(CBCL, TRF, YSR, SCICA,
(ABCL, ASR, BPM/18-59)
Adults (OABCL, OASR)
(ASEBA-PC, ASEBA-Network, ASEBA-Web)
Reported by Mothers of Pacific Island
2-Year-Olds Born In New Zealand
societies today include multiple ethnic groups. People
from numerous Pacific Island groups have long lived in
New Zealand. To assess the levels of problems among children
of different Pacific Island backgrounds, the Pacific Island
Family Study (PIF; Paterson, Carter, Gao, & Perese,
2007) is following Pacific Island children born at Middlemore
Hospital in Auckland, NZ. Among other assessments, Pacific
Island interviewers administered the CBCL/1.5-5 to mothers
of 1,028 2-year-olds. Ethnicity of the children was classified
as Samoan, Cook Island, Niuean, Tongan, or other-Pacific.
Scores on the seven CBCL/1.5-5 syndromes, Internalizing,
Externalizing, and Total Problems were compared for the
different ethnic groups, with many family variables included
in the analyses. In addition to ethnicity, the variables
included mother's education, age, cultural alignment (e.g.,
primarily NZ vs. primarily Pacific Island), discipline
practices, number of years living in NZ, country of birth,
number of children, and household size. After controlling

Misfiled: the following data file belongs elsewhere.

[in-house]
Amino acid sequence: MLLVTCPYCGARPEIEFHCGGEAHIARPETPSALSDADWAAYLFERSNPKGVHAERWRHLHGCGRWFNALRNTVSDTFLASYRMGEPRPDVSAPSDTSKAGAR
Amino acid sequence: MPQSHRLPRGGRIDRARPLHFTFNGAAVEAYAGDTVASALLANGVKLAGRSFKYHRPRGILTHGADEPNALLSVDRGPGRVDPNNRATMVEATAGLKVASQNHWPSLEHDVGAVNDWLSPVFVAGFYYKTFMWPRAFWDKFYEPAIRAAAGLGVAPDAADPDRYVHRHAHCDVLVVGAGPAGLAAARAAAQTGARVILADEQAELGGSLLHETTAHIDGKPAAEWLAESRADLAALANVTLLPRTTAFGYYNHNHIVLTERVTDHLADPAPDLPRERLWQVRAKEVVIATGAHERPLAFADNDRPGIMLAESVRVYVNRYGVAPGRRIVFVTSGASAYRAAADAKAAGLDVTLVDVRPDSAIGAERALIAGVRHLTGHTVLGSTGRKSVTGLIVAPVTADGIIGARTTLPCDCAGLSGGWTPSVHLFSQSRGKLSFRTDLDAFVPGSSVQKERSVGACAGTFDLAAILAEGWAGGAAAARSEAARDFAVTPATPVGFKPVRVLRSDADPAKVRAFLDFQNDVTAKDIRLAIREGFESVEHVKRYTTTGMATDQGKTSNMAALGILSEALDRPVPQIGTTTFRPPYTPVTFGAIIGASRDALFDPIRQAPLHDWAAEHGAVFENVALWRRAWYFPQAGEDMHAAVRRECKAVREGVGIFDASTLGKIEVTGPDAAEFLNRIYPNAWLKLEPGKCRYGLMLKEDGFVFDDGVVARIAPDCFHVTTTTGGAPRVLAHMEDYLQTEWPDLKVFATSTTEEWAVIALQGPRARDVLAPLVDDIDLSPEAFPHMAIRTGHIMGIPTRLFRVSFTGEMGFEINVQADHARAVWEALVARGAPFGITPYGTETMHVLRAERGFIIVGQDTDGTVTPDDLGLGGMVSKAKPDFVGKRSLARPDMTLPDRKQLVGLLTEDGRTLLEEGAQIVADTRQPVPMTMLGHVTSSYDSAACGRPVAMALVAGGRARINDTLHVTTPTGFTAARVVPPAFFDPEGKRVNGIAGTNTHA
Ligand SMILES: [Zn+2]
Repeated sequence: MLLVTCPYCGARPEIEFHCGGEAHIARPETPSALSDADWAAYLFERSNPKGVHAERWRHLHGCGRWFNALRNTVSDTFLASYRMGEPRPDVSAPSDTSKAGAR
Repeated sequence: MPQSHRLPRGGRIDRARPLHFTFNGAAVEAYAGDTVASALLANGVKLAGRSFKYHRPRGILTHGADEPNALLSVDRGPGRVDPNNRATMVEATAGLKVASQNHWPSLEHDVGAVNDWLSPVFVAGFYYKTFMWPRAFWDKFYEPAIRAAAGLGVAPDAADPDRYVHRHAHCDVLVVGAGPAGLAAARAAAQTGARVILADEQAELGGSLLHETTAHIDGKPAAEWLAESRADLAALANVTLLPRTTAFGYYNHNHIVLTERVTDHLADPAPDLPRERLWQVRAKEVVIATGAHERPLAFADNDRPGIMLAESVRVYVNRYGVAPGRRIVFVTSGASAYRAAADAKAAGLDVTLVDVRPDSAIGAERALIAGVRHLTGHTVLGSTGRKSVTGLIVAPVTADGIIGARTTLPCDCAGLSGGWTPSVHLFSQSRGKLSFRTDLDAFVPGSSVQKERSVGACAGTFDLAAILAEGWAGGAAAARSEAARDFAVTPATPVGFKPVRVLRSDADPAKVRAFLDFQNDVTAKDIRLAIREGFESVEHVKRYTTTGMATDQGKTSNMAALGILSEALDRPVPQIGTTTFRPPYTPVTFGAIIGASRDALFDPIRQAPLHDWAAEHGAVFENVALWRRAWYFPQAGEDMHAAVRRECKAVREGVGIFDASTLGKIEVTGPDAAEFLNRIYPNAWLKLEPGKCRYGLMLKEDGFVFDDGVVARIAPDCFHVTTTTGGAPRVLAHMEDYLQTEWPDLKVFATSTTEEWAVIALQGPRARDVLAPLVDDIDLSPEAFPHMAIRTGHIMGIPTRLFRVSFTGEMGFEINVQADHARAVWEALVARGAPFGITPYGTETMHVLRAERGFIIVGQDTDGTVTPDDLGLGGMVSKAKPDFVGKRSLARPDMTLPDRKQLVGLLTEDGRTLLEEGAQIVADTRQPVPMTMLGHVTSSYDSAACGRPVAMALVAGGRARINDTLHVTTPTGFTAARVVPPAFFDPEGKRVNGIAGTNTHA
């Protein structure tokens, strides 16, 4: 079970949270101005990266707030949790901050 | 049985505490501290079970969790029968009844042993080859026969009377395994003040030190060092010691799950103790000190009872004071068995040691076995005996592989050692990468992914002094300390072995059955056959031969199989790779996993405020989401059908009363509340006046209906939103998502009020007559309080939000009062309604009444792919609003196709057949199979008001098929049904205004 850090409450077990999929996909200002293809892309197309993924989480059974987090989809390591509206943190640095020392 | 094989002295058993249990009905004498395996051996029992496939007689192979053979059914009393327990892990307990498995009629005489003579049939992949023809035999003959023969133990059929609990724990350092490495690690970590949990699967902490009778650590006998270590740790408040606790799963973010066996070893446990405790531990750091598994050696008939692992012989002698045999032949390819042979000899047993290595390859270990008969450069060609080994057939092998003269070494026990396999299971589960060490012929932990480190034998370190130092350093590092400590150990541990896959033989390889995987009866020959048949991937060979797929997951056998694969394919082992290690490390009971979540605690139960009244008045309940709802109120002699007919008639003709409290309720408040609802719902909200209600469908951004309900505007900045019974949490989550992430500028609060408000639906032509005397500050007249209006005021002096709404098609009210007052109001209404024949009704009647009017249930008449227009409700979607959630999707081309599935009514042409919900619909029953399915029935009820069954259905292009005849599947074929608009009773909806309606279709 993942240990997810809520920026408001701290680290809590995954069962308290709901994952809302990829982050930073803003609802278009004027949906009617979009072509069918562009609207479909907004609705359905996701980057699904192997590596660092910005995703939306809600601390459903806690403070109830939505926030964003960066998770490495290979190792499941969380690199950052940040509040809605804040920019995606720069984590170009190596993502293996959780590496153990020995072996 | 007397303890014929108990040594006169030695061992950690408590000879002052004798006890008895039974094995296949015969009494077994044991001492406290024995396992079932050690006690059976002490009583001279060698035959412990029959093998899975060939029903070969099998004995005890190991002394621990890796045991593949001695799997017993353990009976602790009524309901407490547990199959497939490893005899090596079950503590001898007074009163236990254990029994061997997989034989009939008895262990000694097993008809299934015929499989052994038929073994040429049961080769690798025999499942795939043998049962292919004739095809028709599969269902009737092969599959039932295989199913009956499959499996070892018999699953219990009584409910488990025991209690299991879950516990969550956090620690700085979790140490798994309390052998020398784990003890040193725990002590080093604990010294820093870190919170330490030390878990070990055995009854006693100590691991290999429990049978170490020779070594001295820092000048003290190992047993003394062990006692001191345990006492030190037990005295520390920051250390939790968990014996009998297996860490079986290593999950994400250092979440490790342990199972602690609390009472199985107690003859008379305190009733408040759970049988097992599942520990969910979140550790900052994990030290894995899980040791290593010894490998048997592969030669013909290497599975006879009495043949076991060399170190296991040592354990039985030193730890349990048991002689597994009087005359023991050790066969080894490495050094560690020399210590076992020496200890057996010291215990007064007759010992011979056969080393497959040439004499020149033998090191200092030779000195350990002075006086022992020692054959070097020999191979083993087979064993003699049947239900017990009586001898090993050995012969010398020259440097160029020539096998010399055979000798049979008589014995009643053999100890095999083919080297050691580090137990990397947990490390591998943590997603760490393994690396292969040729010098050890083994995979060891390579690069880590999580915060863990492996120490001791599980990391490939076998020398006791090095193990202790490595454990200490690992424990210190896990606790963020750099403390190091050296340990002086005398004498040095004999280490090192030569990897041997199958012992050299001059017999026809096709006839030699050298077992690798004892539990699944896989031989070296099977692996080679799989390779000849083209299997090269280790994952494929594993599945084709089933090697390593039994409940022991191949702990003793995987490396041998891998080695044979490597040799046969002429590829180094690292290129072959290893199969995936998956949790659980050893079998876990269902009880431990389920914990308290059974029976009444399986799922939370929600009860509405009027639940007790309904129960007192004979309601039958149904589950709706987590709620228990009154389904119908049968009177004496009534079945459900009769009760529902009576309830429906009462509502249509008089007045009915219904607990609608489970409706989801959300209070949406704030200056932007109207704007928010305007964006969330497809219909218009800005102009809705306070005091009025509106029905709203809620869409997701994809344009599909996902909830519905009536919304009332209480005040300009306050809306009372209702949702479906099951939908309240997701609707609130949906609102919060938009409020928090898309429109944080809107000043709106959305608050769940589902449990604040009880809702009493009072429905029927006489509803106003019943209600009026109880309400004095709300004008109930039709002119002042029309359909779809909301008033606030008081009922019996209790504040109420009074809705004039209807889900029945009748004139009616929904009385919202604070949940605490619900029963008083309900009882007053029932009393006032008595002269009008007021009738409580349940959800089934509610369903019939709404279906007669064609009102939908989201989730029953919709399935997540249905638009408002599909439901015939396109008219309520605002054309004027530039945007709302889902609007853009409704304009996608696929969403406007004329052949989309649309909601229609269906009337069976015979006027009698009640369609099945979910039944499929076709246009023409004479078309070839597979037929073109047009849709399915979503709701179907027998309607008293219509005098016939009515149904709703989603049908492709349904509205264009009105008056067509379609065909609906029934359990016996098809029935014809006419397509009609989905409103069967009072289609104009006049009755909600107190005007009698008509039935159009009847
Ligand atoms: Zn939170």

for the effects of the other variables, the lowest Total
Problem scores were found for Samoan children, while the
highest were found for Tongan children. Across all the
ethnic groups, mothers with the highest levels of education
reported fewer Internalizing, Externalizing, and Total
Problems than mothers with lower levels of education.
Mothers with the smallest households reported fewer Internalizing
problems than mothers with larger households, and mothers
who used the harshest discipline reported more Externalizing
problems than mothers who used less harsh discipline.
Lower levels of problems among children of better educated
mothers and higher levels of Externalizing problems among
children of mothers who used harsh discipline have also
been found in studies of other cultural groups. Although
there were clear differences in problem levels reported
for children of different Pacific Island groups, the associations
of problem scores with maternal education and discipline
cut across the different groups.
Paterson, J., Carter, S., Gao, W., & Perese, L. (2007).
Pacific Islands Families Study: behavioral problems among
two-year-old Pacific children living in New Zealand. Journal
of Child Psychology and Psychiatry, 48, 514-522.